Monroe Carell Jr. Children's Hospital at Vanderbilt
Monroe Carell Jr. Children's Hospital at Vanderbilt
Monroe Carell Jr. Children's Hospital at Vanderbilt
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Monroe Carell Jr.
Children's Hospital
at Vanderbilt
2200 Children's Way
Nashville, TN 37232


(615) 936-1000

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Acquired Heart Disease

 

Hypertrophic Cardiomyopathy

Hypertrophic Cardiomyopathy (HCM) is a disorder of the heart muscle in which the muscle cells grow too large. The heart becomes enlarged and blood flow both into and out of the heart chambers is impaired.

Ultrasound testing (echocardiography) can be useful in identifying who has HCM. However, HCM may occur at any age, so a negative test in a young person does not exclude the possibility of developing the problem in later life. For that reason, your cardiologist may advise periodic testing if you are believed to be at risk of developing HCM.

Myocarditis

Myocarditis is an inflammatory condition of the muscle of the heart that is frequently viral in nature, but many times the exact cause of the inflammation is unknown. It can cause severe dysfunction of the heart with heart failure, requiring intensive care treatment and sometimes transplantation. With proper treatment, many cases can be associated with complete resolution. Others may result in a persistent myocardial problem that requires long-term medical therapy. Vanderbilt Pediatric Cardiology has experience in evaluation, treatment, and long-term follow-up of patients with this condition.

Pericarditis

A sack called the pericardium normally surrounds the heart. There is usually a small amount of fluid between the heart and the pericardium. This fluid protects and lubricates the heart.

Pericarditis occurs when there is more fluid than normal in this space. The extra fluid is usually caused by a viral infection or a form of arthritis.

Chest pain, shortness of breath, and fever are common symptoms of pericarditis. Treatment may include a medication to reduce the inflammation (swelling). In severe cases, it may be necessary to drain the fluid.

Kawasaki Disease

Kawasaki disease is an illness characterized by days of high fever, swelling of the lymph nodes (glands), rashes (mostly hands, feet, diaper area, lips and mouth), and redness of the eyes, along with irritability. Kawasaki’s usually affects children between the ages of six months and four years. The cause is not known.

Kawasaki can cause swellings or aneurysms of the large arteries of the heart (coronary arteries). Sometimes medicine can prevent the aneurysms. Many aneurysms get better with time. Most children return to their normal state of health after Kawasaki disease.

Endocarditis

The endocardium is the thin tissue layer that lines the chambers of the heart and covers the heart valves. Infectious endocarditis results when a germ grows on the endocardium, usually of the valves, and causes inflammation and destruction of the tissue. Clumps of the organisms, usually bacteria but sometimes a fungus, can not only impair valve function but also may break off (embolize) and travel to other parts of the body such as the kidneys or brain, causing serious damage and infection.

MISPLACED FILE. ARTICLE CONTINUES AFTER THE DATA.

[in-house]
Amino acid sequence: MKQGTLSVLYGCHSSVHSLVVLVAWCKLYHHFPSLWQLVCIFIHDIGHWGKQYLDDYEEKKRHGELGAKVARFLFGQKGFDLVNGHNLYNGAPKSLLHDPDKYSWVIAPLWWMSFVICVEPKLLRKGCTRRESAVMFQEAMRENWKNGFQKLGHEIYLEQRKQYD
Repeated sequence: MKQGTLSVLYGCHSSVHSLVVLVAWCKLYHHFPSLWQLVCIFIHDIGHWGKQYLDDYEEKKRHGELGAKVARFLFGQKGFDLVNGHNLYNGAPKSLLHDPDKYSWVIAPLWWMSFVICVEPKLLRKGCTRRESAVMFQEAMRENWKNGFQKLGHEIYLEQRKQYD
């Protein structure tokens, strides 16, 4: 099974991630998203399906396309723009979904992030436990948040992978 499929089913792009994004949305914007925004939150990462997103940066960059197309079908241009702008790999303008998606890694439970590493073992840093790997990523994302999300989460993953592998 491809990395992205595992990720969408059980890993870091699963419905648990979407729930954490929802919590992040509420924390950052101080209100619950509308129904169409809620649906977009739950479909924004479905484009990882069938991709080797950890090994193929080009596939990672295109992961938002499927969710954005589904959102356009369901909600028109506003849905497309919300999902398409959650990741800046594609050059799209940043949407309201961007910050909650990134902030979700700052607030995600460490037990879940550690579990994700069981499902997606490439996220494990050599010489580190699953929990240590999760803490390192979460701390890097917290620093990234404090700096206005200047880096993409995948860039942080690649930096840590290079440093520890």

Those at greatest risk of infectious endocarditis, also called bacterial endocarditis, are people with damaged heart valves (congenital, or the result of rheumatic fever) or prosthetic heart valves. The infection may enter the bloodstream during procedures such as routine dental work or diagnostic procedures such as removal of a colon polyp.

The key to endocarditis is prevention. People with problems that put them at risk should usually take an antibiotic before a procedure and sometimes for a brief period following the procedure. Treatment of the condition involves taking one or more antibiotic medications for an extended period of time in hopes of destroying all of the germs and preventing further damage to heart valves. Sometimes, it may be necessary to replace the infected valve.

Marfan's syndrome

Marfan's Syndrome is a disorder of the connective tissue in the body, such as in the eye, skeletal system, and blood vessels. Marfan’s is an inherited disorder. People with Marfan’s syndrome may have one or more of the following manifestations:

  • Unusual height and span of the arms exceeding the height
  • Long fingers and toes (arachnodactyly, or “spider digits”)
  • Deformity of the breastbone (sternum) and spine
  • Excessive flexibility of joints
  • Unusually high palate
  • Dislocation of the eye lens
  • Enlargement of the aorta
  • Leakage of the aortic valve

Diagnoses of Marfan’s are not based on any single feature, nor are there any features that exclude it. Knowledge of a family history is very helpful in identifying whether or not a patient has Marfan’s. Echocardiography is another useful tool for monitoring patients with Marfan’s syndrome.

Rheumatic fever

Rheumatic fever is an uncommon inflammatory disease that can occur after streptococcal infections of the respiratory tract. It can cause valvular problems of the mitral and aortic valve on the left side of the heart and, on rare occasions, congestive heart failure. Although extremely rare in this country, it is common in developing countries. The Vanderbilt group has experience in treating this uncommon condition.


Last Edited: June 30, 2016
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